Jack Frost is a sprite-like character with roots in Viking lore, where he is known as Jokul Frosti ("icicle frost"). In Britain and the United States, Jack is a variant of Old Man Winter and is held responsible for frosty weather, for nipping the nose and toes in such weather, coloring the foliage in autumn, and leaving fernlike patterns on cold windows in winter. He sometimes appears in literature, film, television, song, and video games as a sinister mischief maker.
Appearances in Christmas specials
In Frosty's Winter Wonderland, he was a mischievous sprite who was jealous of Frosty because he didn't get the attention he wanted like Frosty does. He tries to get rid of Frosty by stealing his magic hat, but after this fails, he eventually has a change of heart when he is asked to be the best man at Frosty and Crystal's wedding. This version of Jack Frost was later seen again, this time in stop-motion animation, at the end of Rudolph and Frosty's Christmas in July; here, Big Ben brings him in from South America to revive Frosty, Crystal, Chilly and Milly after they are melted by the July heat.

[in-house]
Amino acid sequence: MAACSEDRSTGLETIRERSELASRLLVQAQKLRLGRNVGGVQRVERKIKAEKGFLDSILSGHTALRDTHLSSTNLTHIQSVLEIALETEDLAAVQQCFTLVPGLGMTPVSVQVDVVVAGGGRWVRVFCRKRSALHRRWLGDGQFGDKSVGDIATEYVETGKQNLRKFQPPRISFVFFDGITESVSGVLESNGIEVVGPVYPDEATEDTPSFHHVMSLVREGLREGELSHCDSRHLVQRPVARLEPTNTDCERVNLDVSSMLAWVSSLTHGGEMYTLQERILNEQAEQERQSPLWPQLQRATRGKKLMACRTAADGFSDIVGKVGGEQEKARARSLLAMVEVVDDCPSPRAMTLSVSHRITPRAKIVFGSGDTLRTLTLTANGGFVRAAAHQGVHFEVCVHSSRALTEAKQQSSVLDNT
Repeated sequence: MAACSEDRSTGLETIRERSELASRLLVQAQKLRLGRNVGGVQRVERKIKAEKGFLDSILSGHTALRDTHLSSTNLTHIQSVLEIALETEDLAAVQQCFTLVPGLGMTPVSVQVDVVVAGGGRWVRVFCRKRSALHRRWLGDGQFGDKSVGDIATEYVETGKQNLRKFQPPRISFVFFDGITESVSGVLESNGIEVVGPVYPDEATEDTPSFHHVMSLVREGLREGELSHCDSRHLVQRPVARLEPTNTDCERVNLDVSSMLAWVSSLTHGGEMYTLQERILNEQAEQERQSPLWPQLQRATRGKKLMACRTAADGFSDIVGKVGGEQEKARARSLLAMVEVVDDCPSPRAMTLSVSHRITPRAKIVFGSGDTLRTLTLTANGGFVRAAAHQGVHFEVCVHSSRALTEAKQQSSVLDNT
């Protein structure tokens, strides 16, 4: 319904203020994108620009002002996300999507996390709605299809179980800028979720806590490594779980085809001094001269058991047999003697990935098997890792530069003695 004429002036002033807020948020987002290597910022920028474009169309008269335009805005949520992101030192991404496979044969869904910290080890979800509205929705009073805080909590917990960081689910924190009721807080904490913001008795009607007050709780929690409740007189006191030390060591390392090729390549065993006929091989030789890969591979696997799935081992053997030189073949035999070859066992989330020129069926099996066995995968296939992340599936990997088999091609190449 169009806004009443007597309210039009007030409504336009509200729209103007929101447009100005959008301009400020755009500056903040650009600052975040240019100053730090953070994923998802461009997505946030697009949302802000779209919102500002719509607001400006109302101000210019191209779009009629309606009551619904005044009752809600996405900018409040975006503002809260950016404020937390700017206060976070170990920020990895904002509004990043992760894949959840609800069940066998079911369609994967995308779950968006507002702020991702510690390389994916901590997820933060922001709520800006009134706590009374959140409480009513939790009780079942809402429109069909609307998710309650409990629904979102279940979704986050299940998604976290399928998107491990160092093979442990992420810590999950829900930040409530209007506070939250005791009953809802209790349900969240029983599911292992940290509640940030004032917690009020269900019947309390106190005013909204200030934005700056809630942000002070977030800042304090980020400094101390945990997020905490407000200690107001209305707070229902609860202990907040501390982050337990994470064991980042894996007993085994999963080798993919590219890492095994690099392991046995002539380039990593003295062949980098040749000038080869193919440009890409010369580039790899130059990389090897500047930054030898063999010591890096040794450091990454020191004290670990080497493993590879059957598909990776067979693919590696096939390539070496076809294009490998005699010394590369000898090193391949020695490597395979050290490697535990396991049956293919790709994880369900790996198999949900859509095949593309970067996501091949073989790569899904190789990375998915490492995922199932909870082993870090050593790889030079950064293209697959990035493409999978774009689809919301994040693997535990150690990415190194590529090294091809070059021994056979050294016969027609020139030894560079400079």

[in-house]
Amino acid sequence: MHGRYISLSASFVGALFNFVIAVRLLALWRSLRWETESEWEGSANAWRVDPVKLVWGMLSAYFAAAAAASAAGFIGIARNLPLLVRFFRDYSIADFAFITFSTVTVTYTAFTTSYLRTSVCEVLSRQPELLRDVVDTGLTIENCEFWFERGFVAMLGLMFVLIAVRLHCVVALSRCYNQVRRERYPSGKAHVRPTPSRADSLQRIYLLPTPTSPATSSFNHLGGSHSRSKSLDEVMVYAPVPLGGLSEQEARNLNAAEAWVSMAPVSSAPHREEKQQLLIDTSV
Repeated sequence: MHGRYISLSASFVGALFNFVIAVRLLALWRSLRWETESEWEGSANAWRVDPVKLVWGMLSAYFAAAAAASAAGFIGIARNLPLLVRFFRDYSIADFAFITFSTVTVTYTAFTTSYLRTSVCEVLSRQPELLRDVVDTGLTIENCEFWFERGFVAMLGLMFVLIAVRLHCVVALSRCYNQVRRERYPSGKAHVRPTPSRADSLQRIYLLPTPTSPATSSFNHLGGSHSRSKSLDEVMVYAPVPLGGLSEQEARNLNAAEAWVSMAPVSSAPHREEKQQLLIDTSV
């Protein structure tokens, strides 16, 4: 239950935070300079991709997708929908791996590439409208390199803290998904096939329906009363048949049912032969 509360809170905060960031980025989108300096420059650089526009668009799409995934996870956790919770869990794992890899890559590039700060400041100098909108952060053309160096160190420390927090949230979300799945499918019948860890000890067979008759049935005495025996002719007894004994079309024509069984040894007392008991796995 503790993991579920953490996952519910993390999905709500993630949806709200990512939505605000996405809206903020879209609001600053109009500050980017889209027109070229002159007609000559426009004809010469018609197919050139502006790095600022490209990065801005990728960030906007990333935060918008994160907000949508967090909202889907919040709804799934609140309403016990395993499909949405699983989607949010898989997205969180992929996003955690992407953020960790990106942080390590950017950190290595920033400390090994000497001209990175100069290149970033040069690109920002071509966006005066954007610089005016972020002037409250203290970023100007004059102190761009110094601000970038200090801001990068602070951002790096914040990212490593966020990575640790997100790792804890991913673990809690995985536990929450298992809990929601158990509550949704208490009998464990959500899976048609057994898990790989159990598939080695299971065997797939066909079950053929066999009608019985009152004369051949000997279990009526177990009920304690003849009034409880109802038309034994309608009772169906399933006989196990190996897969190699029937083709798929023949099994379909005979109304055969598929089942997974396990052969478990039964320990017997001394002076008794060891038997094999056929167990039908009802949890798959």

In Jack Frost, he is an invisible sprite that nobody can see or hear. One girl named Elisa thanked Jack Frost for saving her and wishes to see him in person. When he asked Father Winter to become human, Father Winter told him that Jack will become human permanently if he acquires the following: a house, horse, bags of gold, and a wife. He went under the name of Jack Snip the tailor. After stopping the evil Kasack king, Kubla Kraus, he got a castle, a robotic horse, and bags of gold. Unfortunately for Jack, he never got to have a wife realizing that Elisa is in love with the knight in golden armor. So by springtime, Jack turns back into an invisible winter sprite and flew back to the Kingdom of the Winter Clouds.
Under Disney, Jack Frost appeared as the antagonist of The Santa Clause 3, in which he was portrayed by Martin Short. In this film, Jack is jealous of the attention that Santa Claus receives and schemes to replace him.